However, as with any mature filter system, nitrate levels will build up over time. It would be ideal to keep nitrate levels to 5 ppm to 20 ppm. Regular and frequent partial water changes should keep nitrate levels in check and within ideal levels. It is recommended that you do a 30% to 40% water change every two or three days when keeping goldfish. Ensure that your maintenance efforts will result in keeping nitrate levels below 40 ppm; otherwise, it may be dangerous for your Ping Pong goldfish.
Thus, it is wise to consider stocking lightly on Ping Pong goldfish to make sure your water quality is maintained well. It is a fact that under stocking will make for more stable water parameters and water quality as compared to over stocking. Under stocking is a good practice when keeping Ping Pong goldfish. Avoid over stocking due to greed and excitement, and give your Ping Pong goldfish a better chance at survival. Committing to light stocking density is a practice that benefits kept fish in general. With the Ping Pong goldfish, it is more a ‘must’ than an ideal.
This is an observation I made after seeing the facilities in Lambs Marketing, one of the country’s leading aquarium fish wholesalers. They regularly import Ping Pong and other variants of goldfish. And one thing I noticed is their stocking density for Ping Pong goldfish is much less compared to the other goldfish variants. I interviewed one of the caretakers for the fishes, Openg Dagami, and he explains that if they normally stock a 100-gallon aquarium with 120 to 150 Ryukin or Oranda goldfish, a tank with the same volume is stocked with only 50 to 70 Ping Pong goldfish of the same size.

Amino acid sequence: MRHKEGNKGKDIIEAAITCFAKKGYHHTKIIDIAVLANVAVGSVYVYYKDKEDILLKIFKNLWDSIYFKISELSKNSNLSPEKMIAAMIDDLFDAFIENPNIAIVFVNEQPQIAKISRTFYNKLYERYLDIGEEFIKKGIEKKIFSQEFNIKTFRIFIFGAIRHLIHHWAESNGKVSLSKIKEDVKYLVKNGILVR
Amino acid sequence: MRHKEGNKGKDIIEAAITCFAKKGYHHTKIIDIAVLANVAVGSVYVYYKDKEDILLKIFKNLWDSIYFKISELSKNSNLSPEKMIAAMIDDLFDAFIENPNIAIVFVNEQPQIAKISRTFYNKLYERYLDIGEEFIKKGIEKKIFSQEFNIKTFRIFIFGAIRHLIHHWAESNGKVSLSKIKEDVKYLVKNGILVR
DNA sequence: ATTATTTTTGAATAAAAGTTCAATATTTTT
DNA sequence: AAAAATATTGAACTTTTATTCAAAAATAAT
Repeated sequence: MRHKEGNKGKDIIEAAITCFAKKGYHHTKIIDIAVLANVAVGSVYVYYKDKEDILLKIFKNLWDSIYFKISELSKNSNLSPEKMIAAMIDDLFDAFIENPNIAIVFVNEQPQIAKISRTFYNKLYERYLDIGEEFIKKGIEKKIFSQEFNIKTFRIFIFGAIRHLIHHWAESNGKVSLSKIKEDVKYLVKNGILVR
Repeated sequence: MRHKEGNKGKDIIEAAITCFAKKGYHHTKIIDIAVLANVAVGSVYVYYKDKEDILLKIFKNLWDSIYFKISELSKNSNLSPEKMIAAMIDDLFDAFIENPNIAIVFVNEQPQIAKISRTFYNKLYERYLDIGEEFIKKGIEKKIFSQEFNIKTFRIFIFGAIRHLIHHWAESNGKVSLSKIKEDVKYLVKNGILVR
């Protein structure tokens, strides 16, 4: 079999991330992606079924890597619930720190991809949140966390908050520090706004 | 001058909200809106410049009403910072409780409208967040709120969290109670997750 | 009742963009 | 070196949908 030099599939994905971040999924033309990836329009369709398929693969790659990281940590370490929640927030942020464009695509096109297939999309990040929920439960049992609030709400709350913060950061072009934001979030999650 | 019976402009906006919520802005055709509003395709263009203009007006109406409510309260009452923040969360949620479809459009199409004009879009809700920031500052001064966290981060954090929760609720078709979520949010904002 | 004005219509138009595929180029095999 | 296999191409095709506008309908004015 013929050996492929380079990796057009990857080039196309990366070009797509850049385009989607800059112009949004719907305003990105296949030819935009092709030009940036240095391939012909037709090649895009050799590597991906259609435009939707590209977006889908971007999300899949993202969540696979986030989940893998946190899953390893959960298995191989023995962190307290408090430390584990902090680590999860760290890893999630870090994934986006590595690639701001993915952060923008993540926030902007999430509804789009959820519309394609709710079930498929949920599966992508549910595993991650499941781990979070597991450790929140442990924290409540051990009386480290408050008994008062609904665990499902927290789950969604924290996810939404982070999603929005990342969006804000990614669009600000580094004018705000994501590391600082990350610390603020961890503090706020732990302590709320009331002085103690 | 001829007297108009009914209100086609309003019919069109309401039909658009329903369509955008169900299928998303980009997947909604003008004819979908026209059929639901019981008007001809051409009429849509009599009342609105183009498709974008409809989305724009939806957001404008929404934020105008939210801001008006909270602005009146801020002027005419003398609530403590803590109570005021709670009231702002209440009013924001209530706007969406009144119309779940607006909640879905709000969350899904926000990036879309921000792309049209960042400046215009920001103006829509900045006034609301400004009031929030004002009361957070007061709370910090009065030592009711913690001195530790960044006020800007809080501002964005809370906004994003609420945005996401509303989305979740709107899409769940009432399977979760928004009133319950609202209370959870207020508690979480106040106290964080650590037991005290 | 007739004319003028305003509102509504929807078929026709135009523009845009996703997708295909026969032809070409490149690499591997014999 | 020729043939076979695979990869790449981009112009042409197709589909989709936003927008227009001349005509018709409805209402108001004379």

Likewise, he revealed that the packing density for Ping Pong goldfish is significantly less as compared to other variants of goldfish. When they receive a shipment of Ryukin and Oranda goldfish, there may be 100 pieces in a bag. However, the same size of bag will contain only 50 Ping Pong goldfish. Thus, even their suppliers practice loose packing when it comes to Ping Pong goldfish. Loose packing and low stocking density may also prevent injuries that Ping Pong goldfish are prone too. Quite often, you can observe Ping Pong goldfish with red spots on their body.
Perhaps because of their round body shape, Ping Pong goldfish tend to collide with each other and are often found to have hematoma-like injuries, which can easily develop into more serious injuries and lead to their eventual death. Another big concern with keeping Ping Pong goldfish is its susceptibility to Swim Bladder Disease (SBD). This is a real concern with goldfish keepers in general, but it seems to be more prevalent with Ping Pong goldfish. “SBD is common with Ping Pong goldfish. Compared to other variants, it seems they are more prone to SBD,” says Brian Santos, a long time fishkeeper who has kept Ping Pong goldfish many times. “Thus, they should be given food that is high in vegetative matter like fish food with spirulina or green peas. They say a high fiber diet can prevent SBD.”
If you are to seriously consider keeping Ping Pong goldfish, I highly recommend giving these round beauties their own tank and not mix other goldfish variants with them. The Ping Pong Goldfish cannot compete for food with other goldfish variants. They are so fat and slow, to the point they sometimes seem clumsy when they swim. Other variants will surely bully them when food is offered and they will most likely be hurt by other goldfish.
While keeping Ping Pong goldfish can be quite a challenge, I must honestly say that keeping them is well worth it. Your hard work and perseverance will surely be rewarded when you have a tank with a few Ping Pong goldfish. A Ping Pong goldfish the size of a softball is a goldfish one should be proud of, and it is sure to be the envy of one’s peers. I’d say Ping Pong goldfish are, as Robert Palmer once sang, “Simply irresistible!”
This appeared in Animal Scene’s October 2015 issue.